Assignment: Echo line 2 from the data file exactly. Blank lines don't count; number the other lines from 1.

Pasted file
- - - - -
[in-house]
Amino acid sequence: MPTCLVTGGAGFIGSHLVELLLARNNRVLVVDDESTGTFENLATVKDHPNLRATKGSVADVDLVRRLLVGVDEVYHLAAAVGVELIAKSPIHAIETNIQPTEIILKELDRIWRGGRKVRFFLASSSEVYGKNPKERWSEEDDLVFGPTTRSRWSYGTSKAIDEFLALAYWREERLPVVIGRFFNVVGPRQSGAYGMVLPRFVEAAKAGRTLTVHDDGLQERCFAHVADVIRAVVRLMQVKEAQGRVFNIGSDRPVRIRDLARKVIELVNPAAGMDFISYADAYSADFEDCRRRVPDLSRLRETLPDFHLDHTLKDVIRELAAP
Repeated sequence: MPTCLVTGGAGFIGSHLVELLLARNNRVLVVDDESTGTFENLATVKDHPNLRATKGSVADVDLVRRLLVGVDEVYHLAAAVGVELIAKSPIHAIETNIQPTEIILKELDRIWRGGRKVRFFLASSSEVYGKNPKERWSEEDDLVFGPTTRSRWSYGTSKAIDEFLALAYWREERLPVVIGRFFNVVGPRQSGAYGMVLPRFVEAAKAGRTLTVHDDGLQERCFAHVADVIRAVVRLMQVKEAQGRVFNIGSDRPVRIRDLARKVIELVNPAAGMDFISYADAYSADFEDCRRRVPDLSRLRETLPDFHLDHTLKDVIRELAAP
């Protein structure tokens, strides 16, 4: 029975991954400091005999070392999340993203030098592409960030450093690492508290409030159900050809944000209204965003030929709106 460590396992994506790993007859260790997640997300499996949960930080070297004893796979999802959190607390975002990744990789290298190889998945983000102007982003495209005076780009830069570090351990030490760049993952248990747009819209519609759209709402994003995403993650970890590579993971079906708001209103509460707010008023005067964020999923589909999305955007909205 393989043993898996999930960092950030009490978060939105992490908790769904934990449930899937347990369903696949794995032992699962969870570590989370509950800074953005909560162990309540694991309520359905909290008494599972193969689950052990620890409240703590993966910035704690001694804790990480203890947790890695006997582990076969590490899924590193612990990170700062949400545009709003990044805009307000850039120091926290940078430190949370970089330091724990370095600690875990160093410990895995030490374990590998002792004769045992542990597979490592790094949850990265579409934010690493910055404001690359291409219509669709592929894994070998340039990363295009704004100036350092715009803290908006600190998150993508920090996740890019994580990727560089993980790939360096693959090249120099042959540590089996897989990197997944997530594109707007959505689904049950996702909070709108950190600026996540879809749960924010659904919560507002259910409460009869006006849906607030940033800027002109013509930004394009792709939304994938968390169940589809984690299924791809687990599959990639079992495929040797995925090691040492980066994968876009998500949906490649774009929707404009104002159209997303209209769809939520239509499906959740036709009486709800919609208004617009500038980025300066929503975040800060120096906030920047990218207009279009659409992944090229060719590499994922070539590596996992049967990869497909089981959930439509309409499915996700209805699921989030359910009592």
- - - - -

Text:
Amino acid sequence: MPTCLVTGGAGFIGSHLVELLLARNNRVLVVDDESTGTFENLATVKDHPNLRATKGSVADVDLVRRLLVGVDEVYHLAAAVGVELIAKSPIHAIETNIQPTEIILKELDRIWRGGRKVRFFLASSSEVYGKNPKERWSEEDDLVFGPTTRSRWSYGTSKAIDEFLALAYWREERLPVVIGRFFNVVGPRQSGAYGMVLPRFVEAAKAGRTLTVHDDGLQERCFAHVADVIRAVVRLMQVKEAQGRVFNIGSDRPVRIRDLARKVIELVNPAAGMDFISYADAYSADFEDCRRRVPDLSRLRETLPDFHLDHTLKDVIRELAAP